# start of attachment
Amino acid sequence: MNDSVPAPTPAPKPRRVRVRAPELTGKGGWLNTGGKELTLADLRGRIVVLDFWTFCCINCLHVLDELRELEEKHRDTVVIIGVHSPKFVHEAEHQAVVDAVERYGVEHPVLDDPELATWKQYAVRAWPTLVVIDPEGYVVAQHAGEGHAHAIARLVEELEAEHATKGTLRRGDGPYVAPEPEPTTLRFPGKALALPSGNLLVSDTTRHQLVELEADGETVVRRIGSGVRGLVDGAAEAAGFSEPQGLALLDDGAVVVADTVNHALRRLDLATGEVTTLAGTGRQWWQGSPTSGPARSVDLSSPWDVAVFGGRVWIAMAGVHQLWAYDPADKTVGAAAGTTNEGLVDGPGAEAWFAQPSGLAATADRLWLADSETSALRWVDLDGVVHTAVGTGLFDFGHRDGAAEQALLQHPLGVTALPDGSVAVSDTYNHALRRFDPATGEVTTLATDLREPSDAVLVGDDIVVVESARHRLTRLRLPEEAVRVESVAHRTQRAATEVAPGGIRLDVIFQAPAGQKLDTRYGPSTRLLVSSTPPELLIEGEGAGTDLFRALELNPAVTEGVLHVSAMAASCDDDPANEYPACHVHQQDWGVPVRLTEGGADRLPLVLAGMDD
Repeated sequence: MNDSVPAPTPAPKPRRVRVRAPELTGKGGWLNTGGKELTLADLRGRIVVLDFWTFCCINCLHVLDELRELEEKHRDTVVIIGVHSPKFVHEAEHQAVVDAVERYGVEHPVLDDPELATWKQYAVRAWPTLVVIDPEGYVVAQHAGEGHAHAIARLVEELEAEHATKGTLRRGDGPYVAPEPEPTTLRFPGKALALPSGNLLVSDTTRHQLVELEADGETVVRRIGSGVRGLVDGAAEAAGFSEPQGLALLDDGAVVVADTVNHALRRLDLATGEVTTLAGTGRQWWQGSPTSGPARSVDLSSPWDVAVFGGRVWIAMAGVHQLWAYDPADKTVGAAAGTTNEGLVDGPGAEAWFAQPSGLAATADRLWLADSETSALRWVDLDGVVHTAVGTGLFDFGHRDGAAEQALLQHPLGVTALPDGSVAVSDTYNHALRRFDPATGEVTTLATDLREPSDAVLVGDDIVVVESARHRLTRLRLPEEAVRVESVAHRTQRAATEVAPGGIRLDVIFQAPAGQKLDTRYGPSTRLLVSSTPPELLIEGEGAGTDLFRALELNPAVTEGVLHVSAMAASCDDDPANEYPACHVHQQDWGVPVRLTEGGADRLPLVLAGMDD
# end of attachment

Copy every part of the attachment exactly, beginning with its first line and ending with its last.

Amino acid sequence: MNDSVPAPTPAPKPRRVRVRAPELTGKGGWLNTGGKELTLADLRGRIVVLDFWTFCCINCLHVLDELRELEEKHRDTVVIIGVHSPKFVHEAEHQAVVDAVERYGVEHPVLDDPELATWKQYAVRAWPTLVVIDPEGYVVAQHAGEGHAHAIARLVEELEAEHATKGTLRRGDGPYVAPEPEPTTLRFPGKALALPSGNLLVSDTTRHQLVELEADGETVVRRIGSGVRGLVDGAAEAAGFSEPQGLALLDDGAVVVADTVNHALRRLDLATGEVTTLAGTGRQWWQGSPTSGPARSVDLSSPWDVAVFGGRVWIAMAGVHQLWAYDPADKTVGAAAGTTNEGLVDGPGAEAWFAQPSGLAATADRLWLADSETSALRWVDLDGVVHTAVGTGLFDFGHRDGAAEQALLQHPLGVTALPDGSVAVSDTYNHALRRFDPATGEVTTLATDLREPSDAVLVGDDIVVVESARHRLTRLRLPEEAVRVESVAHRTQRAATEVAPGGIRLDVIFQAPAGQKLDTRYGPSTRLLVSSTPPELLIEGEGAGTDLFRALELNPAVTEGVLHVSAMAASCDDDPANEYPACHVHQQDWGVPVRLTEGGADRLPLVLAGMDD
Repeated sequence: MNDSVPAPTPAPKPRRVRVRAPELTGKGGWLNTGGKELTLADLRGRIVVLDFWTFCCINCLHVLDELRELEEKHRDTVVIIGVHSPKFVHEAEHQAVVDAVERYGVEHPVLDDPELATWKQYAVRAWPTLVVIDPEGYVVAQHAGEGHAHAIARLVEELEAEHATKGTLRRGDGPYVAPEPEPTTLRFPGKALALPSGNLLVSDTTRHQLVELEADGETVVRRIGSGVRGLVDGAAEAAGFSEPQGLALLDDGAVVVADTVNHALRRLDLATGEVTTLAGTGRQWWQGSPTSGPARSVDLSSPWDVAVFGGRVWIAMAGVHQLWAYDPADKTVGAAAGTTNEGLVDGPGAEAWFAQPSGLAATADRLWLADSETSALRWVDLDGVVHTAVGTGLFDFGHRDGAAEQALLQHPLGVTALPDGSVAVSDTYNHALRRFDPATGEVTTLATDLREPSDAVLVGDDIVVVESARHRLTRLRLPEEAVRVESVAHRTQRAATEVAPGGIRLDVIFQAPAGQKLDTRYGPSTRLLVSSTPPELLIEGEGAGTDLFRALELNPAVTEGVLHVSAMAASCDDDPANEYPACHVHQQDWGVPVRLTEGGADRLPLVLAGMDD